The Bandy Center has the feel of a secluded island peopled by superb scholars and librarians who can provide documents relating to the French and Italian modern period, accompanied by remarkable insight into their meaning and import. The resources of the Center seem oddly out of place, in both time and space, and researchers often describe the feeling that they have been transported to the very heart of modernism in Europe, a remarkable testament to travel in space and time that occurs upon entry into this island paradise, suspended on the 8th floor of the Vanderbilt library building. One of my objectives in this role as Faculty Director is to acknowledge rather than resist this sentiment, and to try to understand what it means to read these materials in a context as dissimilar to Paris as Nashville. To do this, I’ve launched a series of conferences on “cultural modernism” in Québec (2013), Latin American (2014) and Japan (2015), with proceedings as well as videotaped discussions published in the online journal www.ameriquests.org. The special issue devoted to Québec will appear just in time for the Latin American conference, creating a dialogue through time and space that connects our intellectual island paradise across time and space. The Bandy Center in these circumstances becomes a portal, and stands not as an island but as the center of a rhizome connecting scholars to texts, and writers to the eras that have inspired their work, and enabled new vistas of possibility in a world that is still “modern” in so many ways.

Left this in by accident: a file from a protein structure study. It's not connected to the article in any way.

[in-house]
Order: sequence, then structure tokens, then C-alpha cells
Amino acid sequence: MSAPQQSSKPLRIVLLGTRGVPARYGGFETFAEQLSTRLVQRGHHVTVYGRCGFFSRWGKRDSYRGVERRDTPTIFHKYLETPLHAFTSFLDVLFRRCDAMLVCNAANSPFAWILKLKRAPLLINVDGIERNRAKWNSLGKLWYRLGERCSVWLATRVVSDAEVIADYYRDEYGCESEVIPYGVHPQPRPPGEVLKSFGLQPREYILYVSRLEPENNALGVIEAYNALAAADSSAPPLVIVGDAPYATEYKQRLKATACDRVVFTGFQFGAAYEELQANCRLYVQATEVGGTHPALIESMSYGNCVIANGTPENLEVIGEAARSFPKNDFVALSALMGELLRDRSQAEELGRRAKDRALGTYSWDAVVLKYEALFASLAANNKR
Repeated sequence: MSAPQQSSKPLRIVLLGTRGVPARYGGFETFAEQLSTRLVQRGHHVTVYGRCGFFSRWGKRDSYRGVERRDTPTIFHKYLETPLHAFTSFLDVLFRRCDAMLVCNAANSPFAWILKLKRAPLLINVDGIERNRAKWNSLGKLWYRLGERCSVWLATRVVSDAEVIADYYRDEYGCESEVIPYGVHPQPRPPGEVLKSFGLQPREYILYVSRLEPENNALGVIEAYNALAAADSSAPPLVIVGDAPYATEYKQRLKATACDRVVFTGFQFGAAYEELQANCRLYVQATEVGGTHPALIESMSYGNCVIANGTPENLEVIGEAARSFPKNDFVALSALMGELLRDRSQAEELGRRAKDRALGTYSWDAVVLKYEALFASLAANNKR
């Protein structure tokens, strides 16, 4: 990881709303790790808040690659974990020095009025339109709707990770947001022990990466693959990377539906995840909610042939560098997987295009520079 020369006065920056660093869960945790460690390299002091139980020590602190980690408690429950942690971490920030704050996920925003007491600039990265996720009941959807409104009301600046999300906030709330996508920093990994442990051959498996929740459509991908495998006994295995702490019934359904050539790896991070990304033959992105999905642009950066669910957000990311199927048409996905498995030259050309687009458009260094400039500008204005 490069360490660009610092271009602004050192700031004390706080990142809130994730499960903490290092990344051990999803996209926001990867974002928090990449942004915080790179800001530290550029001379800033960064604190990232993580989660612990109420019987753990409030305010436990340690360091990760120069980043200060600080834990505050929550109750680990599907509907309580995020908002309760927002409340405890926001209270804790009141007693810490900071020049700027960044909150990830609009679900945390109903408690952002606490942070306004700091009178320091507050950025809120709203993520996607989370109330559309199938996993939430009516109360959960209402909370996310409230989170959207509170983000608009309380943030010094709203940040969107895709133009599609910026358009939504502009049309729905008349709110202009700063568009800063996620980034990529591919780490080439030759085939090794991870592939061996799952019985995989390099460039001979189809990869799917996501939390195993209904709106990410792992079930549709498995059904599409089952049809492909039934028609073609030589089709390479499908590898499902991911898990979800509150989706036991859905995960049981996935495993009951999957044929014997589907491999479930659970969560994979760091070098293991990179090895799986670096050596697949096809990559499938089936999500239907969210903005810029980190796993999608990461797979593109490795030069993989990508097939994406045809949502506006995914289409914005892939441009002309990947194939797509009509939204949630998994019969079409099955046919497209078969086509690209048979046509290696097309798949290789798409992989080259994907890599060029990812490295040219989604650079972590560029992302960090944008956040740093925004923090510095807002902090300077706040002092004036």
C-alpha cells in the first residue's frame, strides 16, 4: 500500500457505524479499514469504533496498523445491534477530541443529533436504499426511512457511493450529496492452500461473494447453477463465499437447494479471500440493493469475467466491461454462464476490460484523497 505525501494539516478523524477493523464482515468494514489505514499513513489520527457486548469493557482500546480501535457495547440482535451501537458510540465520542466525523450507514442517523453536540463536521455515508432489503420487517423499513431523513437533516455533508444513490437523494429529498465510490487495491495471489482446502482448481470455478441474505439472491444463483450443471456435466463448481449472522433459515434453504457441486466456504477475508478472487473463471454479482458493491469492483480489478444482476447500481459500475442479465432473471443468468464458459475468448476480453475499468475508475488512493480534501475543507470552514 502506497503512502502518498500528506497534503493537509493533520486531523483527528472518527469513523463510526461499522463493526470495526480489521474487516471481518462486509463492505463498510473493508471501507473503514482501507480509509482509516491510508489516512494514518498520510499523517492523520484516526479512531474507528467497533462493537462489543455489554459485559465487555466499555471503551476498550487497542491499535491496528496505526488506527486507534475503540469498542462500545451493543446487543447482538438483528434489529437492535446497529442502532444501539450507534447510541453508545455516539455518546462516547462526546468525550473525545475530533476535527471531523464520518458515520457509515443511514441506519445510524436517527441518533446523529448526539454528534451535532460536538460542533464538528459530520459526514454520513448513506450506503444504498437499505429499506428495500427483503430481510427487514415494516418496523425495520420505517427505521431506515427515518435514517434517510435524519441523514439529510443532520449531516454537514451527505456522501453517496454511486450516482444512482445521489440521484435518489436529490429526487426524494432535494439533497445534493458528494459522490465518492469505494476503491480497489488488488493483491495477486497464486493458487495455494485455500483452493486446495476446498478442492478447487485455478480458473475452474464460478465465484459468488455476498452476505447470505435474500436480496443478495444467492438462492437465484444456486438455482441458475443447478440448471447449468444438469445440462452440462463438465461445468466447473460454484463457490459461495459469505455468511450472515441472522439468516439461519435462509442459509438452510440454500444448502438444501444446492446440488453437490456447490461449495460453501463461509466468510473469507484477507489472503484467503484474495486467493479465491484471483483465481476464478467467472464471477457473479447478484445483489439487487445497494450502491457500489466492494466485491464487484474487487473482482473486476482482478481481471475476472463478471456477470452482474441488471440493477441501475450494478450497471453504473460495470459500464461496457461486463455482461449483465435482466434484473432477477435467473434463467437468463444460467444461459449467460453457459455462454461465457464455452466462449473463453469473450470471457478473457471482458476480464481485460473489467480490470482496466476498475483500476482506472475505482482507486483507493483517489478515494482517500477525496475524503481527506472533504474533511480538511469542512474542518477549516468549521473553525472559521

As a nineteenth-century literary historian and sociocritic, I have greatly benefitted from the amazing collections held in the Bandy Center, particularly the Pascal Pia Collection and its related ephemera. I have worked diligently over the last several years with French literary scholars to bring Pascal Pia’s notes and criticism to the forefront of literary studies. Currently, I am collaborating with one such historian to publish a portion of Pascal Pia’s notes concerning the French writer Paul Léautaud. In many ways, my work has been to serve as an ambassador of the Center. I am regularly in contact with researchers from Canada, France, Italy, and now, thanks to our upcoming conference, South America. For the vitality of the Center, I believe that such personal contact is essential, and I take great pleasure in the conversations and correspondences I have with world-renowned specialists in Baudelaire and Modern French Studies.
Additionally, I love hosting undergraduate and graduate students in Center, exposing them to our extremely precious holdings. I hope my enthusiasm for rare books, which I am constantly discovering in our collections, inspires students to take an interest in the material aspects of literary studies in a world that is becoming increasingly digitized and virtual.
Cultural Modernism II: Latin America
April 3-4, 2014
Thursday, April 3, 2014
Session I (9:30-10:40 am) W.T. Bandy Center, Central Library
Opening Remarks: Robert Barsky, Director